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TIFF ’23 Review: ‘Wicked Little Letters’ passionately expresses its opinions

‘Wicked Little Letters’ is an uproarious thriller that centres on a severed friendship and inept police work

A scene from ‘Wicked Little Letters’
A scene from ‘Wicked Little Letters’ courtesy of TIFF
A scene from ‘Wicked Little Letters’ courtesy of TIFF

‘Wicked Little Letters’ is an uproarious thriller that centres on a severed friendship, inept police work and letters not for the faint of heart.

“Sticks and stones may break bones, but names will never hurt me.” It’s an adage we’re taught as children, but it’s very rarely true. Being called terrible names, particularly on an ongoing basis, can be incredibly hurtful, whether one chooses to show it or not. It’s easy for everyone to say, “Ignore it,” but even if you try, there’s that little voice that wonders if there’s some truth to the insults — otherwise, why would they keep saying it? In Wicked Little Letters, a woman receives a number of abusive notes by mail, prompting the small town to persecute their newest loudmouth.

Edith Swan (Olivia Colman) is widely considered a spinster, though few people say it to her face. She lives in her parents’ home, still ruled by her father’s (Timothy Spall) iron fist. A little light enters her life when Rose Gooding (Jessie Buckley) moves in next door, having left Ireland to give her daughter a better life following her husband’s death during WWI. She’s loud, crass and opinionated — qualities Edith could use in her life. But a sequence of events sours the friendship and shortly after, Edith begins receiving offensive letters. Rose’s carefree use of profanity makes her the number one suspect, but a young policewoman (Anjana Vasan) is convinced the true culprit is still out there.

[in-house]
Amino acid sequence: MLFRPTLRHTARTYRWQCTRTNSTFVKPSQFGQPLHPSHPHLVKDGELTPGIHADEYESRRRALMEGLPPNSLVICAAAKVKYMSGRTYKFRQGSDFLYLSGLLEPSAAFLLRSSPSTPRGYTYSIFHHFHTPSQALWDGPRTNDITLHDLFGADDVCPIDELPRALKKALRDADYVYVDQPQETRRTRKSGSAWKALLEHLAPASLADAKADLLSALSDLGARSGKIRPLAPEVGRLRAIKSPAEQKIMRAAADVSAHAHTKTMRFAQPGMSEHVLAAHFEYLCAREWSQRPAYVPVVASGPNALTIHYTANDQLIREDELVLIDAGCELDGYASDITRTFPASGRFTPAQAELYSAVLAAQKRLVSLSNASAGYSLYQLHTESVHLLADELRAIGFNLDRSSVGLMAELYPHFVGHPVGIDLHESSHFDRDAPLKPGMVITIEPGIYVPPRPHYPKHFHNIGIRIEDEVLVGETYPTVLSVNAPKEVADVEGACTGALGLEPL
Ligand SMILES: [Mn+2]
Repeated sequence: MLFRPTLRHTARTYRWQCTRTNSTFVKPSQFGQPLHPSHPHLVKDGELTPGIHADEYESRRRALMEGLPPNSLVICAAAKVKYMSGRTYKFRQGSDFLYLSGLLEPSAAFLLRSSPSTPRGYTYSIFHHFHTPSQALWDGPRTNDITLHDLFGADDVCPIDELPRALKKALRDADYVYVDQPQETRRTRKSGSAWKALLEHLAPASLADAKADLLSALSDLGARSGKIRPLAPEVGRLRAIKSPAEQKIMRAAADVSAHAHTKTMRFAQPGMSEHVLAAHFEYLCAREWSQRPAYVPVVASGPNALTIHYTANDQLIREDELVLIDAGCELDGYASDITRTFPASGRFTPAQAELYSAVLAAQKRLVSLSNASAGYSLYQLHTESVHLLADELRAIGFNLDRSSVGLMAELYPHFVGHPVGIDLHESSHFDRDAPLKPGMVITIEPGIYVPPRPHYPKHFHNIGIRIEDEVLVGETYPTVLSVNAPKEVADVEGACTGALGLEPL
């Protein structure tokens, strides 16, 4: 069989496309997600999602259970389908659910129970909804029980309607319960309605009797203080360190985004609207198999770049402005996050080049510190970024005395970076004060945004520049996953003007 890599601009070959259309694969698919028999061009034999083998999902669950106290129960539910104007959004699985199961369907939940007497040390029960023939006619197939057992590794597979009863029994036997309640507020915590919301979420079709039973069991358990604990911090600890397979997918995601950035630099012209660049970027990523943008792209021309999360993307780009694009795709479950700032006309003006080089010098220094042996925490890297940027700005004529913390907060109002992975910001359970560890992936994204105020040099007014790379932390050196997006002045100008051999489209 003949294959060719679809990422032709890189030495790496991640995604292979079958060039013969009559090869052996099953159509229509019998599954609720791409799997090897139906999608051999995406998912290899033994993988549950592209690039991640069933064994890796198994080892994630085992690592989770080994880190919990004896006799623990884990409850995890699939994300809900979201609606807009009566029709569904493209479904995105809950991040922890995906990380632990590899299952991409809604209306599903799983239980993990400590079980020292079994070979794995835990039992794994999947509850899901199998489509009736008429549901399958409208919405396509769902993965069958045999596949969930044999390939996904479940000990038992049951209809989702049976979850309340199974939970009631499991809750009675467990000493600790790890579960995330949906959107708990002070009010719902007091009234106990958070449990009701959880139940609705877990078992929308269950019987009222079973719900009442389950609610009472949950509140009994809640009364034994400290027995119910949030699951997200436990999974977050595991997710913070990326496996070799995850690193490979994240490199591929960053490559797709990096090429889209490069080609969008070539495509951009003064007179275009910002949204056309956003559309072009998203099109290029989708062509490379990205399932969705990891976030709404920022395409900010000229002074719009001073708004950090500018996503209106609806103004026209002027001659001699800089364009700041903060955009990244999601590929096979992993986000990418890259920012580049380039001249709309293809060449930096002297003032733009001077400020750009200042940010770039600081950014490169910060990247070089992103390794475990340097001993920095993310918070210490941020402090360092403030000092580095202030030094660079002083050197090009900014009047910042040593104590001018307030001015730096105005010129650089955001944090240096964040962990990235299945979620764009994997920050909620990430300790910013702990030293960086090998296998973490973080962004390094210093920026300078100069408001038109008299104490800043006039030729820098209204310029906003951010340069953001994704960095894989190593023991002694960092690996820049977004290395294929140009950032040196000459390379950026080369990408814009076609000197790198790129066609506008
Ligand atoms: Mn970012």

If someone has delicate ears, they may find themselves upset by the amount of swearing in this picture. But Buckley incorporates it so naturally in her speech alongside her Irish accent and Colman still sounds charming even when she’s cursing up a storm. It’s difficult to even keep up with the cussing spewed in the letters, though there is something unrefined and immature about its nature. Nonetheless, this is a movie about profanity and they don’t hold any punches — there’s no expletive too taboo, and they are strung together in ways that are both creative and staggering.

For those who can handle it, the film is hilarious while also providing subtle commentary on women’s rights at the time. Rose is targeted because she drinks, enjoys herself and is living with a man who is not her daughter’s father. The policewoman is a glorified tea fetcher and note taker, in spite of her obvious competence compared to her colleagues. Edith’s father treats her like a child and servant, depending on the satisfaction he requires in the moment. Unsurprisingly, he’s threatened by a self-possessed woman like Rose and the influence she could have on his daughter.

The truth about the letter scandal is not difficult to determine, but that doesn’t take anything away from how entertaining the whodunit is or the absolute joy gained from watching the incredible performances.

Wicked Little Letters had its world premiere in the Special Presentations programme at the Toronto International Film Festival.

Read other reviews from the festival.

Director: Thea Sharrock
Starring: Olivia Colman, Jessie Buckley and Timothy Spall

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Sarah Gopaul is Digital Journal's Editor-at-Large for film news, a member of the Online Film Critics Society and a Rotten Tomatoes Tomatometer-approved critic.

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